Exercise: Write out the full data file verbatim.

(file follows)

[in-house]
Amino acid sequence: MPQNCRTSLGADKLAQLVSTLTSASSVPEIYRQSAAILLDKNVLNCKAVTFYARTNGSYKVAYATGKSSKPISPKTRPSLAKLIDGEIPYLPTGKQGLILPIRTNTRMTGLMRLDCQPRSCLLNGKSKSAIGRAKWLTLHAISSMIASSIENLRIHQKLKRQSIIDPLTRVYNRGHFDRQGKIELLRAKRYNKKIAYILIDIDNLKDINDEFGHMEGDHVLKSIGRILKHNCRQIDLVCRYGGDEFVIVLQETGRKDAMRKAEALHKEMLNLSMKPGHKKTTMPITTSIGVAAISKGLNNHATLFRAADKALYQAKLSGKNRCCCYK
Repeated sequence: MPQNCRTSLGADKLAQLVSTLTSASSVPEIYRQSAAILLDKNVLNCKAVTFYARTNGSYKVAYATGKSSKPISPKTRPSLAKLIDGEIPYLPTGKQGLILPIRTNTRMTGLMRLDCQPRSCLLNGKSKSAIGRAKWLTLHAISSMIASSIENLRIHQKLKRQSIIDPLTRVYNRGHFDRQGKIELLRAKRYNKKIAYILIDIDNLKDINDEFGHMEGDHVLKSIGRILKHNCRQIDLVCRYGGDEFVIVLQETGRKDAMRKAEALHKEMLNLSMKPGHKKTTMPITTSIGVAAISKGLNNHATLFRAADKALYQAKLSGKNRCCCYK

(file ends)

[in-house]
Amino acid sequence: MPQNCRTSLGADKLAQLVSTLTSASSVPEIYRQSAAILLDKNVLNCKAVTFYARTNGSYKVAYATGKSSKPISPKTRPSLAKLIDGEIPYLPTGKQGLILPIRTNTRMTGLMRLDCQPRSCLLNGKSKSAIGRAKWLTLHAISSMIASSIENLRIHQKLKRQSIIDPLTRVYNRGHFDRQGKIELLRAKRYNKKIAYILIDIDNLKDINDEFGHMEGDHVLKSIGRILKHNCRQIDLVCRYGGDEFVIVLQETGRKDAMRKAEALHKEMLNLSMKPGHKKTTMPITTSIGVAAISKGLNNHATLFRAADKALYQAKLSGKNRCCCYK
Repeated sequence: MPQNCRTSLGADKLAQLVSTLTSASSVPEIYRQSAAILLDKNVLNCKAVTFYARTNGSYKVAYATGKSSKPISPKTRPSLAKLIDGEIPYLPTGKQGLILPIRTNTRMTGLMRLDCQPRSCLLNGKSKSAIGRAKWLTLHAISSMIASSIENLRIHQKLKRQSIIDPLTRVYNRGHFDRQGKIELLRAKRYNKKIAYILIDIDNLKDINDEFGHMEGDHVLKSIGRILKHNCRQIDLVCRYGGDEFVIVLQETGRKDAMRKAEALHKEMLNLSMKPGHKKTTMPITTSIGVAAISKGLNNHATLFRAADKALYQAKLSGKNRCCCYK